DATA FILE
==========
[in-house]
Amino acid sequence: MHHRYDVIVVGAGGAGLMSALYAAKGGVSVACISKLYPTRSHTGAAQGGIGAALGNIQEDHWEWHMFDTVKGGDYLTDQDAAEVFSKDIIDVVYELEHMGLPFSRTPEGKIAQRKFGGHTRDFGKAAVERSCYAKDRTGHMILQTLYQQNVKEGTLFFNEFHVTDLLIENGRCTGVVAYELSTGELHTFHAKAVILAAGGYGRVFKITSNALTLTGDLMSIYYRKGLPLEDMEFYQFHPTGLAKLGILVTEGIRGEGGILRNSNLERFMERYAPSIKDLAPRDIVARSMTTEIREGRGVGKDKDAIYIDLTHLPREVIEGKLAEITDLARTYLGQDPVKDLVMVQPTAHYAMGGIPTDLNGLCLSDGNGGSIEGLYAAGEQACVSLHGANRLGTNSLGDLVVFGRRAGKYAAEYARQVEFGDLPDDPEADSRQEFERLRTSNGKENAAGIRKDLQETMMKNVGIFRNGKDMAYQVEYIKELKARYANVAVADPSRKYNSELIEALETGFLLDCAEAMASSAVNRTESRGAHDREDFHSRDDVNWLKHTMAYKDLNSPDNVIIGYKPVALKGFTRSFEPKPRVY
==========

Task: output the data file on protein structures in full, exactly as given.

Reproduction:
[in-house]
Amino acid sequence: MHHRYDVIVVGAGGAGLMSALYAAKGGVSVACISKLYPTRSHTGAAQGGIGAALGNIQEDHWEWHMFDTVKGGDYLTDQDAAEVFSKDIIDVVYELEHMGLPFSRTPEGKIAQRKFGGHTRDFGKAAVERSCYAKDRTGHMILQTLYQQNVKEGTLFFNEFHVTDLLIENGRCTGVVAYELSTGELHTFHAKAVILAAGGYGRVFKITSNALTLTGDLMSIYYRKGLPLEDMEFYQFHPTGLAKLGILVTEGIRGEGGILRNSNLERFMERYAPSIKDLAPRDIVARSMTTEIREGRGVGKDKDAIYIDLTHLPREVIEGKLAEITDLARTYLGQDPVKDLVMVQPTAHYAMGGIPTDLNGLCLSDGNGGSIEGLYAAGEQACVSLHGANRLGTNSLGDLVVFGRRAGKYAAEYARQVEFGDLPDDPEADSRQEFERLRTSNGKENAAGIRKDLQETMMKNVGIFRNGKDMAYQVEYIKELKARYANVAVADPSRKYNSELIEALETGFLLDCAEAMASSAVNRTESRGAHDREDFHSRDDVNWLKHTMAYKDLNSPDNVIIGYKPVALKGFTRSFEPKPRVY